ERIC Number: ED029205
Record Type: RIE
Publication Date: 1968
Reference Count: 0
The University and the Ghetto.
Ineffective universities and school systems face expanding black ghettos, migration from rural and Southern areas, and the exodus of whites from the inner city. Between 1954 and 1964, in New York City, the Negro and Puerto Rican school population rose from 29% to 50.5%, yet the majority of the teachers remained white and the system did not try to meet the needs of the new population. An attempt to vest interest in the community of Ocean Hill-Brownsville failed. The Buffalo Storefront Experiment financed under the Title I of the Higher Education Act of 1965 was designed to provide two-way communication between the institutions and the community. Services offered included: high school equivalency instruction, remedial reading, tutoring, and computer education. The steering committee composed of local participants with upward mobility, the director and his staff, concentrated on meeting the needs of the community. "The University of the Streets" offered classes such as: Small Business Management, College Mathematics, Black History, and The Legal Problems of Ghetto Life. At least three lessons have been learned: start small and do not make promises; try to get maximum community participation; do not plan ahead of the community policy makers. (nl)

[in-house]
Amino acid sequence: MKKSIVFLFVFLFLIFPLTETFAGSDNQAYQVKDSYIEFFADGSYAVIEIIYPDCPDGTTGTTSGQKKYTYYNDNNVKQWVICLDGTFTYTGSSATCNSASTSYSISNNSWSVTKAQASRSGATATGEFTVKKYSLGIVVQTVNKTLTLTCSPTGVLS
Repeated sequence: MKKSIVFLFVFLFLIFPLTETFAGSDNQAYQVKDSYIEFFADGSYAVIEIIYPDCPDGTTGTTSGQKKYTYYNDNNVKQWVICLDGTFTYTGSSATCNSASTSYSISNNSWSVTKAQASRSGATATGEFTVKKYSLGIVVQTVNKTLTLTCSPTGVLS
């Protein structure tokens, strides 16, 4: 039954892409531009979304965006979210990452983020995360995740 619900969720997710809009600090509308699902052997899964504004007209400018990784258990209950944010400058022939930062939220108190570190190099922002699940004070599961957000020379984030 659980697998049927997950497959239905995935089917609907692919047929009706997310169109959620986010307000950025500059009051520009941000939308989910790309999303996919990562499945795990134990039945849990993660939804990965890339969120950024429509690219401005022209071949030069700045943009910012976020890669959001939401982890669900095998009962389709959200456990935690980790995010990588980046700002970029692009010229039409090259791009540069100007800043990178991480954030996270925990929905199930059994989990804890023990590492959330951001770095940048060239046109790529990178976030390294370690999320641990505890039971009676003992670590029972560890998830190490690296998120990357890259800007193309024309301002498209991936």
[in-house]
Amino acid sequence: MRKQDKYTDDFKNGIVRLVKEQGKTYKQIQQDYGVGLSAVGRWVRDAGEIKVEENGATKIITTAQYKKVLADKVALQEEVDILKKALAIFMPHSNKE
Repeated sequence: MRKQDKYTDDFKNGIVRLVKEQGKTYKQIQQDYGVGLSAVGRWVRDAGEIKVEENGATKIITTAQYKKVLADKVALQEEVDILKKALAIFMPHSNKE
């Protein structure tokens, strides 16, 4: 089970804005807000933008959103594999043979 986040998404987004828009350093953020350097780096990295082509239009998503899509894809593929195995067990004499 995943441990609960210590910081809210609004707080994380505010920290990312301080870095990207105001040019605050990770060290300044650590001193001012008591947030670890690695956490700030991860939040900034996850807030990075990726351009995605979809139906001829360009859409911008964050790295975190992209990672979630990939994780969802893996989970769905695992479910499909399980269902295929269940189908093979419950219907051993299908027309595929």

Publication Type: N/A
Education Level: N/A
Authoring Institution: State Univ. of New York, Albany.
Identifiers: New York (Buffalo)
Note: Paper presented at the National League of Cities Annual Congress of Cities held at New Orleans, La., December 7-11, 1968